8 February 2013

Service design in government: UK paves the way

The global economic crisis has triggered significant cuts to government budgets, forcing public services to be delivered both more efficiently, and less expensively. Especially in the UK, service design has made great inroads in influencing the way that central (and local) government engages with its citizenry.

This is the first post in a three-part series on service design in government, surveying both developments overseas and Informaat’s thinking and activities on this topic.

The application of service design in the area of business continues to gain traction. Its ability to bring a user-centered perspective into the redesign of entire services – rather than single touchpoints – has been repeatedly successful, and the steady stream of books and publications attests to this increased recognition.

But from its beginnings, service design has played a part in public sector services as well. Perhaps nowhere has this been as widely practiced – and as visible today – as in the UK.

Some of the pioneering service design firms in the UK, such as Engine and livework, have worked with local and central government from their inception. In doing so, they’ve brought the visibility of service design right to the highest levels of government.

This long track record in the UK has meant that rather than being a short-lived “fad”, service design is well-established. So much so – in fact – that it is increasingly being implemented and directed from within government, rather than by external parties.

The extent and impact of these activities was most recently highlighted by the Sprint13 event held in London in late January 2013, under the aegis of the Cabinet Office and the Government Digital Service initiative. The GDS has set an ambitious benchmark, distinguishing itself from the traditional image of government as slow to adapt, constrained by red tape and technology-phobic:

“Our aim is to be the unequivocal owner of high quality user experience between people and government through being the architect and the engine room of government digital service provision.”

“Digital by default” is the slogan behind their activities, which in turn guides digital services initiatives for the numerous levels of government beneath the Cabinet Office. And one key driver is uniquely ambitious:

“(…) As digital by default comes into effect the scale of government service provision will grow dramatically and the quality and user centricity of major commercial internet properties should be our minimum goal. We aim to make the products and services built by GDS not just best in class, but stand shoulder to shoulder with the sort of digital experience that users come to expect from daily interaction with the giants of the web.”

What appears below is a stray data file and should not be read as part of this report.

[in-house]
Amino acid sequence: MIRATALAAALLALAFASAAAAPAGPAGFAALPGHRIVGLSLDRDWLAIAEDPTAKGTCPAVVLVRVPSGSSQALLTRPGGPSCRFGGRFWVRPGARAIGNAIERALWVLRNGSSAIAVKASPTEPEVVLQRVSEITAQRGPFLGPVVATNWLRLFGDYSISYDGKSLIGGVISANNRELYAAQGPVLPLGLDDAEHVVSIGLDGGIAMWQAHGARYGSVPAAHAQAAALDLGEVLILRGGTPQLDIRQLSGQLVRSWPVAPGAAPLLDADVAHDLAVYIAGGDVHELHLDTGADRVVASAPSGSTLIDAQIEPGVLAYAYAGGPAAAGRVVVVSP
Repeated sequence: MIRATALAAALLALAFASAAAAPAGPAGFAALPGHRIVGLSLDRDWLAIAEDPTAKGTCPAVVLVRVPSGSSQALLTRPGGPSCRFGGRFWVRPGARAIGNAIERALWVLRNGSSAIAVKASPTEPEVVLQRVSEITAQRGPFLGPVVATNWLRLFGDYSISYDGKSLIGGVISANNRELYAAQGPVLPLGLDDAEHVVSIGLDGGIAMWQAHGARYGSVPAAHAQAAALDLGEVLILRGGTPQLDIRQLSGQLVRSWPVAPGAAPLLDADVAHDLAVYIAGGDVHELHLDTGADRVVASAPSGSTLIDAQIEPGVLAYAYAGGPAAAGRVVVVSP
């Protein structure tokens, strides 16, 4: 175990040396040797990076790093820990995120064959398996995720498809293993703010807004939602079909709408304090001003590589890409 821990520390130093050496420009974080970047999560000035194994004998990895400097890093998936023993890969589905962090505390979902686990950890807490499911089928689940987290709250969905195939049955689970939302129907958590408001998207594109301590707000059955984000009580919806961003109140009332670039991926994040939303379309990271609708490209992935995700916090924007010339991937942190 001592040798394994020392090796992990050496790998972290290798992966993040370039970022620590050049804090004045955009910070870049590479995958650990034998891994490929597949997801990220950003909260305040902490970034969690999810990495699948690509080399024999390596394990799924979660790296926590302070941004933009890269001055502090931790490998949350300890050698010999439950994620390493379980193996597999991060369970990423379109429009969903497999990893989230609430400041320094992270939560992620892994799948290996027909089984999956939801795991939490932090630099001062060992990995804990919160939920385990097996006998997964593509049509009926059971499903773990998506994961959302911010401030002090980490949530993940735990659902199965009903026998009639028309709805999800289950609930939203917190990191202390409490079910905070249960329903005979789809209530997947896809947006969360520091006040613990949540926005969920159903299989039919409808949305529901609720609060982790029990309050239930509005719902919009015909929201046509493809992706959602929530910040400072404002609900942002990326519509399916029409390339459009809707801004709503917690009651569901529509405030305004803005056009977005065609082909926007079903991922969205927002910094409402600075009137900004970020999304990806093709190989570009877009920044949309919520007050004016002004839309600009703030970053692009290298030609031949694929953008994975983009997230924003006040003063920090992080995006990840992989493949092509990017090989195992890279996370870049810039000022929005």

But what is the significance of these UK activities for service designers (and those involved in digital services delivery in general)? Due to the non-commercial nature of this work, it is (for the most part) made freely available to anyone. This means that service designers, interaction designers and content strategists can find inspiration in well-researched and well-documented pieces of work from many UK sources.

Here is an overview of what can be found online:

UK Government Digital Strategy [Cabinet Office]
Sets the stage for the “Digital by default” evolution of all UK government.

Departmental digital strategy documents
Links to digital strategy documents for 17+ governmental departments.

Design principles [GOV.uk]
10 high-level design principles written for government but with clear applicability in enterprise as well.

Content principles [GOV.uk]
Detailed content guidelines for communicating with (in principle) an entire population.

Talks recorded at Content Strategy for the UK Government [April 2012 event]
Presentations with a content strategy angle.

Other posts in this trilogy on service design in government are “eGovt initiatives in the USA” and “A systematic approach to designing digital government“.

Customer experience (67), Digital strategy (22), Service design (41)